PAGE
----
Discover the uniqueness of the North-West Irish coast in this 8 day & 7 night self-driven tour! This tour will bring you along the North-western counties of Donegal, Sligo, and Mayo; home to such wonders as the Slieve League Cliffs and Achill Island. You will then travel through Galway, passing through the unmissable Connemara region, and end your stay in the Irish capital. Filled with unique photo opportunities to share with all of your friends and family at home, you are sure to find respite and relaxation at locations you won’t find on guidebooks - the REAL Ireland. Experience some of the highest sea cliffs in Europe as well as visiting tombs and historical sites older than the ancient pyramids of Egypt!See more
The itinerary has been created by our local agency with one idea in mind: to inspire you. Every element can be adapted to your needs and interests, from duration to accommodation and activities.
Today, visit the famous Boyne Valley, one of the most interesting areas in Ireland to visit. The massive megalithic tombs and passage graves at Newgrange, Dowth, Knowth and Loughcrew, the Royal site at the Hill of Tara, Tailteann, the site of the Great Aonach which continued tri-annually for over 3,000 years, monastic houses at Trim and Bective, 16th and 17th Century great houses, are all vivid reminders of a glorious past.
You will also have the opportunity to visit Newgrange. This megalithic site is known for its sculptures in the stone and its tomb of 85m diameter which is more than 5000 years old. This incredible site precedes the Roman civilization, the Stonehenge era and even the one pyramids in Egypt. The most impressive is a gigantic tumulus consisting of an open corridor at the end which is a mortuary chamber. More than 200,000 tons of stones were transported to build the mound.
Then visit Trim Castle which is the largest Anglo-Norman castle in Ireland. Hugh from Lacy started building the castle in 1172 but the central tower - the dungeon - was completed only in 1220. The outdoor curtain with posterns and several towers surrounds a vast green space dominated by the impressive dungeon, which contains two large rooms and rooms above.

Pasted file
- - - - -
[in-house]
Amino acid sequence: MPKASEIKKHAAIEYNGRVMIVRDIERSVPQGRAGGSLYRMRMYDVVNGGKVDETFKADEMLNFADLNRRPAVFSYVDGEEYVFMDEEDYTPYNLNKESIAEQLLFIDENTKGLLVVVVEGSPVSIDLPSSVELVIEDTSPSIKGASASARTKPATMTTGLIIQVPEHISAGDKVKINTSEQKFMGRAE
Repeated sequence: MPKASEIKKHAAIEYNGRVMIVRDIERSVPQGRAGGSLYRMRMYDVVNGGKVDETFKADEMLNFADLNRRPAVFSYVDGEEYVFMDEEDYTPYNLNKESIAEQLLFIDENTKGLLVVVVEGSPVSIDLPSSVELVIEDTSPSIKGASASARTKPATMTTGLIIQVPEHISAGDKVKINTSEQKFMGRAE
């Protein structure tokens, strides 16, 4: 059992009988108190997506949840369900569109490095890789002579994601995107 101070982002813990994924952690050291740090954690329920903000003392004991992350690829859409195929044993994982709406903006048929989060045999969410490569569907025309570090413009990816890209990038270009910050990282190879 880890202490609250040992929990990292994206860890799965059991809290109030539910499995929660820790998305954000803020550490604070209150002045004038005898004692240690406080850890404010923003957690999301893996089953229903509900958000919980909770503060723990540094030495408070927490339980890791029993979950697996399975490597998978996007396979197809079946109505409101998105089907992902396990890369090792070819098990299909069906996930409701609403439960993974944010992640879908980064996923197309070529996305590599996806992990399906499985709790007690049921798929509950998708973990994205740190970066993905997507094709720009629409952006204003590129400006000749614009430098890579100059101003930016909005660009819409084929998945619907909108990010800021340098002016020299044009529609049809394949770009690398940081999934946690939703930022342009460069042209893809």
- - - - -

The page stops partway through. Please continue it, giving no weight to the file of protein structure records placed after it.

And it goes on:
Discover the sumptuous Fermanagh Lakelands, from where you will be able to appreciate very beautiful excursions. In the same area, you have Enniskillen Castle. Until the 18th century, Enniskillen Castle stood on an island. Today, it's on the other side that you have the best perspective, with the famous water gate, which is reflected in Erne. Originally, it was a fortress of the powerful clan Maguire, rulers of Fermanagh in the 15th century as a strategic route between Ulster and Connaught. The castle houses exhibitions on the region and its often turbulent past. Take the opportunity to visit Lissan House & Demesne. Lissan is a charming country house located in the heart of 267 hectares and an excellent location in the Valley of Lissan Water. This house is only 2.5 km away north of Cookstown at the foot of the Sperrin Mountains in the County Tyrone.
If you have time, do not miss the monastic site of Devinish Island, site founded in the 6th century by Saint Molaise, and who suffered several raids of Vikings, burned but who eventually prospered. There are ruins of different periods, the oldest dating back to the time of Saint Molaise and a 12th century tower and a second tower of the 13th century.
Also visit the Belleek Pottery, one of the oldest attractions Northern Ireland. Established in 1857 Belleek pottery keeps a place very important in the cultural and commercial heritage of Fermanagh County. You then take part in a tour and discover the secrets of the success of Irish craftsmanship. Take the opportunity to admire one of the most beautiful pieces made by Belleek: The International Center Piece.